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China's slowing economy overshadows US business lobby survey

By Reuters - Jan 21,2016 - Last updated at Jan 21,2016

A worker labours on the assembly line of the X5 SUV of Zotye Auto in Hangzhou in east China's Zhejiang province on Monday (AP photo)

BEIJING — China's economic slowdown is hitting profits at more foreign companies, a survey by an American business lobby showed, while the vast majority of respondents believed China's growth in 2016 would fall short of the central bank's forecast.

The number of foreign companies rating their business profitable dropped to a five-year low in 2015, while 45 per cent of about 500 respondents in the American Chamber of Commerce in China's annual survey reported that revenues in 2015 were down or remained flat from a year earlier.

Data from China's statistics bureau on Tuesday showed growth for 2015 was 6.9 per cent, its weakest pace in a quarter of a century, capping a tumultuous year that witnessed a huge outflow of capital, a slide in the currency and a summer stocks crash. .

"Although many respondents remain optimistic about China's domestic market growth potential, almost half of survey respondents expect that China's overall gross domestic product growth in 2016 will be lower than 6.25 per cent," the American Chamber said in its business climate survey.

‘Unclear laws’

The People's Bank of China (PBoC) in December forecast that the country's annual economic growth will slow to 6.8 per cent in 2016.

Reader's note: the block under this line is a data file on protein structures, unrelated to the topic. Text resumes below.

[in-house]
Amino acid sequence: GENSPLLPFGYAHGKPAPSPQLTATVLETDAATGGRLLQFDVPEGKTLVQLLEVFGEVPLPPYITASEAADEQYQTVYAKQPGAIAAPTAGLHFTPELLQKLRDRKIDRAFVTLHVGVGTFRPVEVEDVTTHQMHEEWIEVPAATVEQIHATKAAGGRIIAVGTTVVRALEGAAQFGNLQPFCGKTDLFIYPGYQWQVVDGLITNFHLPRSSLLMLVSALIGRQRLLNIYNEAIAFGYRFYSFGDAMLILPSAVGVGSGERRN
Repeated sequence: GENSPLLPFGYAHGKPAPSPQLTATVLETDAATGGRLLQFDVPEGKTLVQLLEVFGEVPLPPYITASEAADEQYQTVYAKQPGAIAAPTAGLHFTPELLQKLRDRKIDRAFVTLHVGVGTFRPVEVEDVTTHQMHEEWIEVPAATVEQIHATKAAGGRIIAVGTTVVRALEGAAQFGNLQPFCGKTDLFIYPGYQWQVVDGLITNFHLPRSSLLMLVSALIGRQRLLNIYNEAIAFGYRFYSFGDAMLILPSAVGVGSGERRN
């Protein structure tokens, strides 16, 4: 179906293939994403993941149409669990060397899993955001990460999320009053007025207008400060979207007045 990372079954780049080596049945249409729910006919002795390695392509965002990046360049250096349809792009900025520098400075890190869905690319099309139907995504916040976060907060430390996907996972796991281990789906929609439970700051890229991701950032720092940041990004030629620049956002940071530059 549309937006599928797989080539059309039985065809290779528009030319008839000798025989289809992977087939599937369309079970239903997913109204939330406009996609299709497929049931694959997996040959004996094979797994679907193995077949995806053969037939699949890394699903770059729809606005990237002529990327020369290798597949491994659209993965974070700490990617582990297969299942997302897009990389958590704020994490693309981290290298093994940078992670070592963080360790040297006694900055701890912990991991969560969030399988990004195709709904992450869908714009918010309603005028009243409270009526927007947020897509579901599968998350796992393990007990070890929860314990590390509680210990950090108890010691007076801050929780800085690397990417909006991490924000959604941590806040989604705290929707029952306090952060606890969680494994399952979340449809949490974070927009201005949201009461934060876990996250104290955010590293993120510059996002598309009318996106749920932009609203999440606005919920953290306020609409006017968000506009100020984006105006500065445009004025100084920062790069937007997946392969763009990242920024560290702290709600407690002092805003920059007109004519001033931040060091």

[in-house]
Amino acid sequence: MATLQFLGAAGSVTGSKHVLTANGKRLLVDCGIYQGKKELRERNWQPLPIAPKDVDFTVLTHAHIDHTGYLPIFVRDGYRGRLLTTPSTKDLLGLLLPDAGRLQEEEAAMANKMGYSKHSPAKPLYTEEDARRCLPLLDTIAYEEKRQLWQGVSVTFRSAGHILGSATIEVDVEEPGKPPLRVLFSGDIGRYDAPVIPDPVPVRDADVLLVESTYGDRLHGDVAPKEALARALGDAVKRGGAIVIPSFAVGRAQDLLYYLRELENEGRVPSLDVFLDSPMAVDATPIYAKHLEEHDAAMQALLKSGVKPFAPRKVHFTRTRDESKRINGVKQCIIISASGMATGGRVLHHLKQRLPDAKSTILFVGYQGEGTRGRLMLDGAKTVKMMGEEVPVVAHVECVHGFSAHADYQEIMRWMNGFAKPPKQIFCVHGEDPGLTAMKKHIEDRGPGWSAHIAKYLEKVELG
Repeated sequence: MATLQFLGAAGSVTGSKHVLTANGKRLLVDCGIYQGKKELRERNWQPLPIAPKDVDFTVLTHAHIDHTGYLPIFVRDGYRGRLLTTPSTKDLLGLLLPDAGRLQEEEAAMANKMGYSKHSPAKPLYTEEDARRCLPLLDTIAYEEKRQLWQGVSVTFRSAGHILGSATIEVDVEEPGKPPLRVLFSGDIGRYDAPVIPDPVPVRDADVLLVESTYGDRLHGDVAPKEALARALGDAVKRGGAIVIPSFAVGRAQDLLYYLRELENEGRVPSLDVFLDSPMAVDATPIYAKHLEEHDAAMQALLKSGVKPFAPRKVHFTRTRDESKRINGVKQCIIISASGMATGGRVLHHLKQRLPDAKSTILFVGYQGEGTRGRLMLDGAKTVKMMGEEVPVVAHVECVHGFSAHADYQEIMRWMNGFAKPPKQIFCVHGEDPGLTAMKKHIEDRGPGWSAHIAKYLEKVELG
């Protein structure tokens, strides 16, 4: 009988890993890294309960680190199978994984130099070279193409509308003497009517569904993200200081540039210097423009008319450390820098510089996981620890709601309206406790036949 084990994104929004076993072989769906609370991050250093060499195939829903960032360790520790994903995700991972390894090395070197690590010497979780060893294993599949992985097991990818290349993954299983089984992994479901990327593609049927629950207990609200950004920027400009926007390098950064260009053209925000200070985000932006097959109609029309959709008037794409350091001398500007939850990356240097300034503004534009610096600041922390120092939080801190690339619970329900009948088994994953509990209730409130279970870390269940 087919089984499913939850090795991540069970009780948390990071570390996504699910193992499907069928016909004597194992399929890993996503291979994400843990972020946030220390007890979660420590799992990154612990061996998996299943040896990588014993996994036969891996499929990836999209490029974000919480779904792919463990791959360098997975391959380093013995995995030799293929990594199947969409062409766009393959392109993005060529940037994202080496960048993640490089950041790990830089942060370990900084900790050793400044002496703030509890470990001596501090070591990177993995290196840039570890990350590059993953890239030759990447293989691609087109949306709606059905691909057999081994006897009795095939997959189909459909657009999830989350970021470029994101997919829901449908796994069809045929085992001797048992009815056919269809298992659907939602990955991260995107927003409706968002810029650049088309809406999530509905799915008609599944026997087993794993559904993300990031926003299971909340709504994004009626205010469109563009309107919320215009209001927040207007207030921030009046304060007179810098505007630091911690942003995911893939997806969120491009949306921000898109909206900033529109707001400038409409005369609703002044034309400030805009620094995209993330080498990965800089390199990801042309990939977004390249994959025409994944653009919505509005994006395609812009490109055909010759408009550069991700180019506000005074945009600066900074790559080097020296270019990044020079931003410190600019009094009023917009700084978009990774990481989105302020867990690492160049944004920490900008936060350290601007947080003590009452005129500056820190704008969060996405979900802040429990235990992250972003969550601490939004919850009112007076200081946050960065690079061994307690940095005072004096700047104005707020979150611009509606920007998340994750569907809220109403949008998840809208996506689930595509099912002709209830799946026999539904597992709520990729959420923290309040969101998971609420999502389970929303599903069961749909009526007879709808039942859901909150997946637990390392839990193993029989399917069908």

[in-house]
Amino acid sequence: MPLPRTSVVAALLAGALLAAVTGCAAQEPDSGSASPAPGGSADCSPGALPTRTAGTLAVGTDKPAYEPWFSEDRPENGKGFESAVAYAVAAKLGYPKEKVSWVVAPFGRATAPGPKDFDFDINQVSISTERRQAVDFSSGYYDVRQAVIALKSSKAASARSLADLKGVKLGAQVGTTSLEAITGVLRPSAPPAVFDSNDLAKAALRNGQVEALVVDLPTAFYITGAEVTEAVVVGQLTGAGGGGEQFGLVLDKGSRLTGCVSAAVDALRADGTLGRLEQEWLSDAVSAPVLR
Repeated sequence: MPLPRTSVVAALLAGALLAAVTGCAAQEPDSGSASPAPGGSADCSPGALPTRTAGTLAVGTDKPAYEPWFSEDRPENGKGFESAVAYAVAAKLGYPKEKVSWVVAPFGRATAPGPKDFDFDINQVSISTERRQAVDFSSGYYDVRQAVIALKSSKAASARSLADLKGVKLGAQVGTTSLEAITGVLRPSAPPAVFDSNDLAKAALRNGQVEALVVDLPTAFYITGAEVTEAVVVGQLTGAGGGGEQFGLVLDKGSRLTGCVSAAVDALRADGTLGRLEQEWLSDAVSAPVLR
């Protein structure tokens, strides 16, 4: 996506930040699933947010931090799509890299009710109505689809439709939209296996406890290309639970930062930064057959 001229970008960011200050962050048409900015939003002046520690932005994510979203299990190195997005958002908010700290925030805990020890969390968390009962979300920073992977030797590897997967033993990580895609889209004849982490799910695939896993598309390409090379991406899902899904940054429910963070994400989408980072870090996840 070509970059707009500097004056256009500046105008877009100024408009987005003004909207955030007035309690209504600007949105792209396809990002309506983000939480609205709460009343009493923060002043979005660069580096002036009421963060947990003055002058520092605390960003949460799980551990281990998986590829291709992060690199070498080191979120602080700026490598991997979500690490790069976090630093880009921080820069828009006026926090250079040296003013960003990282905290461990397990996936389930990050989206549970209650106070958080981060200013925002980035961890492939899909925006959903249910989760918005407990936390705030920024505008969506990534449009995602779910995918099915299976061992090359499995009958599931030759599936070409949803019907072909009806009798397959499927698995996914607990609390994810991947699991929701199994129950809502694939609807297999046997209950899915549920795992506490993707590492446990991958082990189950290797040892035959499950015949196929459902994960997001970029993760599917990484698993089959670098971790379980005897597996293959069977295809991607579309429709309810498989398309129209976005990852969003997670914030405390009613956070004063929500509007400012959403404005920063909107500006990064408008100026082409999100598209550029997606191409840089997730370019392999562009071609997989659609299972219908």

The American Chamber survey results, published on Wednesday, underscore the growing unease and challenges faced by some overseas companies in the world's second-biggest economy.

Forty-eight per cent of respondents expected gross domestic product growth this year to reach 6.25 per cent or less, while 35 per cent said the economy would increase between 6.25 and 6.75 per cent.

Business confidence also was impacted by regulatory and protectionist concerns, following a series of government investigations targeting foreign companies and the roll-out of a national security law limiting the use of overseas technology.

For the first time in five years, respondents cited "inconsistent regulatory interpretation and unclear laws" as the top business challenge, the report said.

Seventy-seven per cent of respondents said they believed foreign companies were less welcome than before.

"While the Chinese leadership has emphasised that the country will follow the rule of law, our members continue to report that the regulatory and judicial process are less than fair and lack adequate oversight," James Zimmerman, chairman of AmCham, said in the report.

Overall, 64 per cent of respondents said their companies were financially profitable in the last year, compared with 73 per cent in 2014.

Revenues at 45 per cent of the firms remained flat or declined compared with a year earlier, compared with 39 per cent in 2014, the report indicated.

"While China remains a top investment priority, fewer compaies are increasing their investment levels in China," the report concluded. 

Concerns about Beijing's grip on economic policy have shot to the top of global investors' risk list for 2016 after a renewed plunge in its stock markets and the yuan stoked worries that the economy may be rapidly deteriorating.

China's slowdown, along with the slump in commmodity prices, prompted the International Monetary Fund to cut its global growth forecasts again on Tuesday, and it said it expected the world's second-largest economy to see growth of only 6.3 per cent in 2016.